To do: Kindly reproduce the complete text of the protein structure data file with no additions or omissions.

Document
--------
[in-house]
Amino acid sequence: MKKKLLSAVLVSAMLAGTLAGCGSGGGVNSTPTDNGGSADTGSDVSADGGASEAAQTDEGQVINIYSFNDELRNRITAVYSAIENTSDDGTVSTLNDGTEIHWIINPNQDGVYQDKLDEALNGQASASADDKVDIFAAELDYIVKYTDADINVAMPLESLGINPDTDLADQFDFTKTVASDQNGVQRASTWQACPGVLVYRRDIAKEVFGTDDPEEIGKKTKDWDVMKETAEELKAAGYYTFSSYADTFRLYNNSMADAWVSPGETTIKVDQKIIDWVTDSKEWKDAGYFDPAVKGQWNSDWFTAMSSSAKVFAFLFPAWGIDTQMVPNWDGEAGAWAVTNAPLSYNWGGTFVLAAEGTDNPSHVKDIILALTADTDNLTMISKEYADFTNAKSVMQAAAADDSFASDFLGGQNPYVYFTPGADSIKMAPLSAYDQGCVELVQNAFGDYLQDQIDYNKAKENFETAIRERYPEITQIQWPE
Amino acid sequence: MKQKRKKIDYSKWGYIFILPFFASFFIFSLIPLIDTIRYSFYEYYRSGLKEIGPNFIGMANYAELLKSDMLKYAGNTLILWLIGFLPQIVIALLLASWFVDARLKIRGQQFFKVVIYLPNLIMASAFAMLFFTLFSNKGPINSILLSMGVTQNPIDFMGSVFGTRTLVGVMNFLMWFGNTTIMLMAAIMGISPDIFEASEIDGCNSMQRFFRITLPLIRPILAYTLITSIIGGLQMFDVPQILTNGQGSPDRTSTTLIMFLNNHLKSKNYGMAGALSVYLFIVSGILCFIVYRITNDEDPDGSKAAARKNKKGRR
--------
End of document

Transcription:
[in-house]
Amino acid sequence: MKKKLLSAVLVSAMLAGTLAGCGSGGGVNSTPTDNGGSADTGSDVSADGGASEAAQTDEGQVINIYSFNDELRNRITAVYSAIENTSDDGTVSTLNDGTEIHWIINPNQDGVYQDKLDEALNGQASASADDKVDIFAAELDYIVKYTDADINVAMPLESLGINPDTDLADQFDFTKTVASDQNGVQRASTWQACPGVLVYRRDIAKEVFGTDDPEEIGKKTKDWDVMKETAEELKAAGYYTFSSYADTFRLYNNSMADAWVSPGETTIKVDQKIIDWVTDSKEWKDAGYFDPAVKGQWNSDWFTAMSSSAKVFAFLFPAWGIDTQMVPNWDGEAGAWAVTNAPLSYNWGGTFVLAAEGTDNPSHVKDIILALTADTDNLTMISKEYADFTNAKSVMQAAAADDSFASDFLGGQNPYVYFTPGADSIKMAPLSAYDQGCVELVQNAFGDYLQDQIDYNKAKENFETAIRERYPEITQIQWPE
Amino acid sequence: MKQKRKKIDYSKWGYIFILPFFASFFIFSLIPLIDTIRYSFYEYYRSGLKEIGPNFIGMANYAELLKSDMLKYAGNTLILWLIGFLPQIVIALLLASWFVDARLKIRGQQFFKVVIYLPNLIMASAFAMLFFTLFSNKGPINSILLSMGVTQNPIDFMGSVFGTRTLVGVMNFLMWFGNTTIMLMAAIMGISPDIFEASEIDGCNSMQRFFRITLPLIRPILAYTLITSIIGGLQMFDVPQILTNGQGSPDRTSTTLIMFLNNHLKSKNYGMAGALSVYLFIVSGILCFIVYRITNDEDPDGSKAAARKNKKGRR